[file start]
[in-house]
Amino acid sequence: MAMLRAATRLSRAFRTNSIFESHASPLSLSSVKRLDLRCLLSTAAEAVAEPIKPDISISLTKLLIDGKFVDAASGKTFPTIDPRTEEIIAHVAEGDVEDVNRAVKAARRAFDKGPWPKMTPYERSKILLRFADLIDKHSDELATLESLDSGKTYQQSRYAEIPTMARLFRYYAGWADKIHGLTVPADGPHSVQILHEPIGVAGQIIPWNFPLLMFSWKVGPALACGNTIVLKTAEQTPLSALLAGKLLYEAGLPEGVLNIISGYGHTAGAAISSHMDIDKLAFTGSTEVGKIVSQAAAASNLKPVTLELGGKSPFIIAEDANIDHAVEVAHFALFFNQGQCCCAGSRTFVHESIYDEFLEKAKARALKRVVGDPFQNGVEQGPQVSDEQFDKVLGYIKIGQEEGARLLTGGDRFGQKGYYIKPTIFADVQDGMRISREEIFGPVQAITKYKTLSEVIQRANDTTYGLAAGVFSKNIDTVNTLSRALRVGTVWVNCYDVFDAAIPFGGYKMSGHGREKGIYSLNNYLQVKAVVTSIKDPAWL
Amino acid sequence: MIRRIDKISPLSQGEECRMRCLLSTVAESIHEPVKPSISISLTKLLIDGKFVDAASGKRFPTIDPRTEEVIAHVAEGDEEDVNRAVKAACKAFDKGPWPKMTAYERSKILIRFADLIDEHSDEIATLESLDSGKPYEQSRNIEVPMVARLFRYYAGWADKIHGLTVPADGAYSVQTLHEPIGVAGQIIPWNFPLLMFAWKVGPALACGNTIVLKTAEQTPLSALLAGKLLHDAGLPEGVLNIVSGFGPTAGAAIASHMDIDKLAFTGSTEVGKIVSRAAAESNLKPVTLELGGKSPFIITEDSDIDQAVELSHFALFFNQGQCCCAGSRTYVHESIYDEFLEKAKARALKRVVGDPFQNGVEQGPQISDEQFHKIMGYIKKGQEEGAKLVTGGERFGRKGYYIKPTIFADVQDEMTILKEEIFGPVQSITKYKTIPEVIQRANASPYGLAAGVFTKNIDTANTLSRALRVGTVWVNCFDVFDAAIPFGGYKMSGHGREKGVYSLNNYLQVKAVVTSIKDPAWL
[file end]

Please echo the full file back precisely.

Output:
[in-house]
Amino acid sequence: MAMLRAATRLSRAFRTNSIFESHASPLSLSSVKRLDLRCLLSTAAEAVAEPIKPDISISLTKLLIDGKFVDAASGKTFPTIDPRTEEIIAHVAEGDVEDVNRAVKAARRAFDKGPWPKMTPYERSKILLRFADLIDKHSDELATLESLDSGKTYQQSRYAEIPTMARLFRYYAGWADKIHGLTVPADGPHSVQILHEPIGVAGQIIPWNFPLLMFSWKVGPALACGNTIVLKTAEQTPLSALLAGKLLYEAGLPEGVLNIISGYGHTAGAAISSHMDIDKLAFTGSTEVGKIVSQAAAASNLKPVTLELGGKSPFIIAEDANIDHAVEVAHFALFFNQGQCCCAGSRTFVHESIYDEFLEKAKARALKRVVGDPFQNGVEQGPQVSDEQFDKVLGYIKIGQEEGARLLTGGDRFGQKGYYIKPTIFADVQDGMRISREEIFGPVQAITKYKTLSEVIQRANDTTYGLAAGVFSKNIDTVNTLSRALRVGTVWVNCYDVFDAAIPFGGYKMSGHGREKGIYSLNNYLQVKAVVTSIKDPAWL
Amino acid sequence: MIRRIDKISPLSQGEECRMRCLLSTVAESIHEPVKPSISISLTKLLIDGKFVDAASGKRFPTIDPRTEEVIAHVAEGDEEDVNRAVKAACKAFDKGPWPKMTAYERSKILIRFADLIDEHSDEIATLESLDSGKPYEQSRNIEVPMVARLFRYYAGWADKIHGLTVPADGAYSVQTLHEPIGVAGQIIPWNFPLLMFAWKVGPALACGNTIVLKTAEQTPLSALLAGKLLHDAGLPEGVLNIVSGFGPTAGAAIASHMDIDKLAFTGSTEVGKIVSRAAAESNLKPVTLELGGKSPFIITEDSDIDQAVELSHFALFFNQGQCCCAGSRTYVHESIYDEFLEKAKARALKRVVGDPFQNGVEQGPQISDEQFHKIMGYIKKGQEEGAKLVTGGERFGRKGYYIKPTIFADVQDEMTILKEEIFGPVQSITKYKTIPEVIQRANASPYGLAAGVFTKNIDTANTLSRALRVGTVWVNCFDVFDAAIPFGGYKMSGHGREKGVYSLNNYLQVKAVVTSIKDPAWL